I’m going to take the easy path in terms of the Spartans Weblog Key to the Game and say it’s rebounding. Both teams are very good on the offensive glass but far from dominant on the defensive end. If either team can control the rebounds on the defensive end, that could be enough to swing the game toward them. Marquise Gray’s sprained toe could hurt here. For all his struggles, the one thing he can do is pull down defensive rebounds (def reb% = 21.8%).

Secondary keys:

  • The big guys have to stay out of foul trouble against the smaller, but physical, Pitt frontcourt players. This is not a game you want to bring Ibok or Herzog into. And if Gray plays, the toe injury probably exacerbates his already-suspect defense.
  • Suton needs to use his height to create some low post baskets. We know he has the ability to score over people with a variety of low post moves. Suton’s scored exactly 6 points in his last four games, after having scored in double digits in 4 of the previous 5 games. He needs more touches. He needs to be assertive in asking for the ball and the guards need to get it to him.
  • I’d mention that Morgan needs to use his size and athleticism to score against smaller defenders, but he played better last game when I said we shouldn’t count on him. So let’s stick with that.
  • Neitzel needs to keep shooting. He’d made 20 of 46 three-pointers (.435) in the 5 games prior to the 1-8 performance from beyond the arc on Thursday.
  • Find a way to stop Sam Young.  Apparently, Suton will guard him to start (see Rexrode link below).  That’s a tough match-up.  Morgan becomes the more likely defender as the game goes on, but that invites foul trouble given Morgan’s history.  You wonder if Izzo might use Walton to mix things up at some point.

Related links:

Dave Dye notes Izzo’s career record of 11-2 in the second game of NCAA tournament weekends. One of those two losses was to #1 seed North Carolina in the second round last year. Izzo is the master of creating and implementing game plans on a short turnaround.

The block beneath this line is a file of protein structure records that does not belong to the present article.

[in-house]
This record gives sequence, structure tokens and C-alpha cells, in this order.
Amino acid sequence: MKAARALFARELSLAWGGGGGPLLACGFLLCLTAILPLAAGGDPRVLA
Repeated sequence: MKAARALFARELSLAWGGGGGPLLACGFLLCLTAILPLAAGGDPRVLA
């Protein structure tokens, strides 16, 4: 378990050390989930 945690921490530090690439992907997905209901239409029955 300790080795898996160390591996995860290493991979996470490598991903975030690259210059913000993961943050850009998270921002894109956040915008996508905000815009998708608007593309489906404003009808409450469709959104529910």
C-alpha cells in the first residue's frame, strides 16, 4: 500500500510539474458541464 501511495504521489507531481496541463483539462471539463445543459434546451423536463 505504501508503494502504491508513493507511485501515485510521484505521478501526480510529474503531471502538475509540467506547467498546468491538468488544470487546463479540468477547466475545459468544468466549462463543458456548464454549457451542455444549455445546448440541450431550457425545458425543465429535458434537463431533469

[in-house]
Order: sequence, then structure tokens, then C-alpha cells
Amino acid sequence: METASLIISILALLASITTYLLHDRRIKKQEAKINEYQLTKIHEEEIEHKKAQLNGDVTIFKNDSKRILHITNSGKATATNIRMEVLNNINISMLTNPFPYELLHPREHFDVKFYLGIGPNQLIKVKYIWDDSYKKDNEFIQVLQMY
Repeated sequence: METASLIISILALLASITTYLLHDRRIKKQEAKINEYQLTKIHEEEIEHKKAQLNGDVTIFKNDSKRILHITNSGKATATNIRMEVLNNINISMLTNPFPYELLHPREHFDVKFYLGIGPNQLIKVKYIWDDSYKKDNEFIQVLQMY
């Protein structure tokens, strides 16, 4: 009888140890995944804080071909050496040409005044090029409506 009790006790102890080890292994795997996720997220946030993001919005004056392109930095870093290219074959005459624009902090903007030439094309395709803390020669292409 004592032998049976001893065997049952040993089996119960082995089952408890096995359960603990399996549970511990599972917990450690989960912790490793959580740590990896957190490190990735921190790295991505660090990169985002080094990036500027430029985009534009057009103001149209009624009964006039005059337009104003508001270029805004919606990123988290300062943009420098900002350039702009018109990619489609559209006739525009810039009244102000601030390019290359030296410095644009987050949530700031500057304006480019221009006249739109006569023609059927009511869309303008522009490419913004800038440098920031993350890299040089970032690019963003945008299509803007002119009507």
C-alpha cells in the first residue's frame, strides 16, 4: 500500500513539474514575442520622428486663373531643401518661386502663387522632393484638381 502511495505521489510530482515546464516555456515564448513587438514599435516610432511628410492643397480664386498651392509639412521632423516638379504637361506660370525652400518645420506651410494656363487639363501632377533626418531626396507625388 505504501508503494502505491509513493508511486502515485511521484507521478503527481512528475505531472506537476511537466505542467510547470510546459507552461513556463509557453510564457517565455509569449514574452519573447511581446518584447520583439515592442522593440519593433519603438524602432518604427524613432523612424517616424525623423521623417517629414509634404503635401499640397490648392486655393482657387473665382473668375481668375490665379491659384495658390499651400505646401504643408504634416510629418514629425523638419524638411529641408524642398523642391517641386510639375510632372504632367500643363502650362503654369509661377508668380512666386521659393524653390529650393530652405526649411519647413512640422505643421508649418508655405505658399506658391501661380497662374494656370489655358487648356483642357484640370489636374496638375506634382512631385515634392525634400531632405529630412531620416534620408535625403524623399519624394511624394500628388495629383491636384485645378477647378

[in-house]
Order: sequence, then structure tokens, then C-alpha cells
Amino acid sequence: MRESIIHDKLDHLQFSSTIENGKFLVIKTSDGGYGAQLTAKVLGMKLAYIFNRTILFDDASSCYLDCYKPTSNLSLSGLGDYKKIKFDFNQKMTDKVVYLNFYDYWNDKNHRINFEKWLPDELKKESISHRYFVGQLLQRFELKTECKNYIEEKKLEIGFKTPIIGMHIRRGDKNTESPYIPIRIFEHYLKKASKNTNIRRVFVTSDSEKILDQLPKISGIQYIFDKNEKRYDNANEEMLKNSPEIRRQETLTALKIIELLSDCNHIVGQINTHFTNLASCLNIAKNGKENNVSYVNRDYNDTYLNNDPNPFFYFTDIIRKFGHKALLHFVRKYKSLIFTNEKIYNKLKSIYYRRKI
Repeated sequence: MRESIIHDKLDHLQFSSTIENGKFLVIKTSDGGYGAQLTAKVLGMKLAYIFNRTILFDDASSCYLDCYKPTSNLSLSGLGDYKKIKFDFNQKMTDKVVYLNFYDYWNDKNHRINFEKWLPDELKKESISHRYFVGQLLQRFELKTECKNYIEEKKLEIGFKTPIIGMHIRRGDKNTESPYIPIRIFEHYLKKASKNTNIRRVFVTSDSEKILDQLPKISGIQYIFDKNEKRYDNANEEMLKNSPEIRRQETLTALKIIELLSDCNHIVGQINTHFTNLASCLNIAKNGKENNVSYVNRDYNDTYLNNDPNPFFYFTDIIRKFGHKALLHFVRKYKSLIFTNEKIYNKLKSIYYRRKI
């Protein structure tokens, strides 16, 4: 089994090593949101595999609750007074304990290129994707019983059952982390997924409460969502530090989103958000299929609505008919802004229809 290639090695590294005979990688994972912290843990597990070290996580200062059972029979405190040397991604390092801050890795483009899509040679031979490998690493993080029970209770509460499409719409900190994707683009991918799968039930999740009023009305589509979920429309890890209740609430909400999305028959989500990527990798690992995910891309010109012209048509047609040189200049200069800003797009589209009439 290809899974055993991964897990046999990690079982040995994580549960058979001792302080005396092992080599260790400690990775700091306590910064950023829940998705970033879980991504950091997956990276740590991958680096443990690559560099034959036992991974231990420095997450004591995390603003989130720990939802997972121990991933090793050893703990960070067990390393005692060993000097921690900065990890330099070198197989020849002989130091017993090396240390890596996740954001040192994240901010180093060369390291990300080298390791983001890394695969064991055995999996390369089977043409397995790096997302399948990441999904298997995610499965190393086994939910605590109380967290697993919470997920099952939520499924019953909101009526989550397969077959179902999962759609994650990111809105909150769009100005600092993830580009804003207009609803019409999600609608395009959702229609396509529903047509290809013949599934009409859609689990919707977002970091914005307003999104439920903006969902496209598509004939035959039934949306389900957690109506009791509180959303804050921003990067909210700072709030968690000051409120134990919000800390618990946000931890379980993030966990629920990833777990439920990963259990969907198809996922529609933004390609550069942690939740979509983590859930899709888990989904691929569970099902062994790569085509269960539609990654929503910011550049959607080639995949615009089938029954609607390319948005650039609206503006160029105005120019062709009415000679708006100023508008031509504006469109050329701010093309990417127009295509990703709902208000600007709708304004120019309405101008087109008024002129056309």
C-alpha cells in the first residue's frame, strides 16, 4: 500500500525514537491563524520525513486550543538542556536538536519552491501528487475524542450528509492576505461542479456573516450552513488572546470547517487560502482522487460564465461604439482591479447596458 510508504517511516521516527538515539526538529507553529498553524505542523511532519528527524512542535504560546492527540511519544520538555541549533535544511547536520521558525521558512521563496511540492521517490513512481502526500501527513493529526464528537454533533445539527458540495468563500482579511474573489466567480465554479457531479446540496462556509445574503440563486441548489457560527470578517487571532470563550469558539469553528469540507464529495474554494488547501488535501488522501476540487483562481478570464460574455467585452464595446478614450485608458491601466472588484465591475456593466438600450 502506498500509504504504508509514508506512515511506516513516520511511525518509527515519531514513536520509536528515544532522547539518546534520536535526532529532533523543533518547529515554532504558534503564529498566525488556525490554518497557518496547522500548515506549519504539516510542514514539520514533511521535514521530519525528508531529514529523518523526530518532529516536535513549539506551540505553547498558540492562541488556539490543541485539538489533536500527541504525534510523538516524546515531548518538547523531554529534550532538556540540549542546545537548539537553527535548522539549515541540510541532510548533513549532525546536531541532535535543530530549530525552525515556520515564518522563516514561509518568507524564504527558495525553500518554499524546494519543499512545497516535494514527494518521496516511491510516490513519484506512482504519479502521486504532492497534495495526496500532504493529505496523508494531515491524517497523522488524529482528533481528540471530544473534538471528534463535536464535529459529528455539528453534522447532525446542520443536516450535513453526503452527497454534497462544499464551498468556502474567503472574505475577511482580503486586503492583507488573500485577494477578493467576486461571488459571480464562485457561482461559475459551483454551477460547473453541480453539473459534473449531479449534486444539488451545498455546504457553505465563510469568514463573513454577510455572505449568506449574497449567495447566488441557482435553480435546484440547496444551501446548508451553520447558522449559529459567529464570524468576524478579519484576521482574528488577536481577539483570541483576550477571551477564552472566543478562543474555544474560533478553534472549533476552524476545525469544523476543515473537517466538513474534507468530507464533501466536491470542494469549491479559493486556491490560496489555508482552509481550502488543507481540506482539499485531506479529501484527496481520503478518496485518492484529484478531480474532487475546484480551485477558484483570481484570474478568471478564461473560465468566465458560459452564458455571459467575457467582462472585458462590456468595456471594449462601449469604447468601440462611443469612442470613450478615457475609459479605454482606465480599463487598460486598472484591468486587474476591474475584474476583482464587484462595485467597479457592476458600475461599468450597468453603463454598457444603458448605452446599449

Joe Rexrode has the defensive match-ups for tomorrow night. MSU will have a lot more size on the floor to start the game, creating mismatches on both ends of the floor.

Check out Pitt Blather for a perspective from Panther land.

Kenpom predicts MSU to win 69-67 in 64 possessions. This one shapes up to be a physical battle. Positive spin: MSU should be prepared, having played 20 games in the most physical conference in the land. Negative spin: They lost seven of those 20 games, often struggling when games became physical half-court battles.

If we can find a way to stop Young, I think we can find enough way to score now that our turnover problems are under control (TO% below 20% in 8 of the last 9 games).  I have a feeling we’ll all be spending a pretty tense two hours in front of the TV tomorrow night. But I’m hopeful our Spartans will bring a healthy dose of vim to this one.

GO GREEN!

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Big Ten Round-Up

Wisconsin pulled away from Cal State Fullerton to to win 71-56. The Badgers used their size advantage to dominate on the glass on both ends of the court. 18 for 38 on offensive rebounding chances (47.4%). 32 for 39 on defensive rebounding opportunities (82.1%). Uncharacteristically, the Badgers turned it over 17 times in 71 possessions (23.9%), indicating they can play a bit sloppily if forced into a more up-tempo game. Badgercentric offers his perspectives on the game; he says Krabbenhoft was player of the game for hitting some shots early to keep Fullerton from pulling ahead. #11 seed Kansas State is up next, coming off their upset of #6 seed USC.

Purdue ran by Baylor, 90-79, in a very un-Big-Ten-like 74-possession game. Eight players scored at least 8 points for the Boilermakers, who shot 9-20 from three-point range (45.0%). Off the Tracks didn’t like the 13 turnovers, but a turnover % of 17.6% (13/74) isn’t too shabby. He notes that the Boilermakers let Baylor dictate the tempo and simply beat them at their own game. #3 seed Xavier is up next.

Indiana takes on Arkansas tonight at about 9:45. The Hoosier Report has posted an interesting conversation with Hawg Blog, an Arkansas fan blog. Much of the dialogue focuses on coaching controversies past and present. The Hoosier Report points to Gordon’s shooting slump (8-47 on three-pointers since the win against Purdue) as something that must be corrected for the Hoosiers to advance in NCAA tournament play.

Three wins in three games for the Big Ten so far. If Indiana can pull out a win tonight (which is not the predicted blogger outcome), the conference will be off to a great start in proving we’re not as weak as some national pundits seem to think.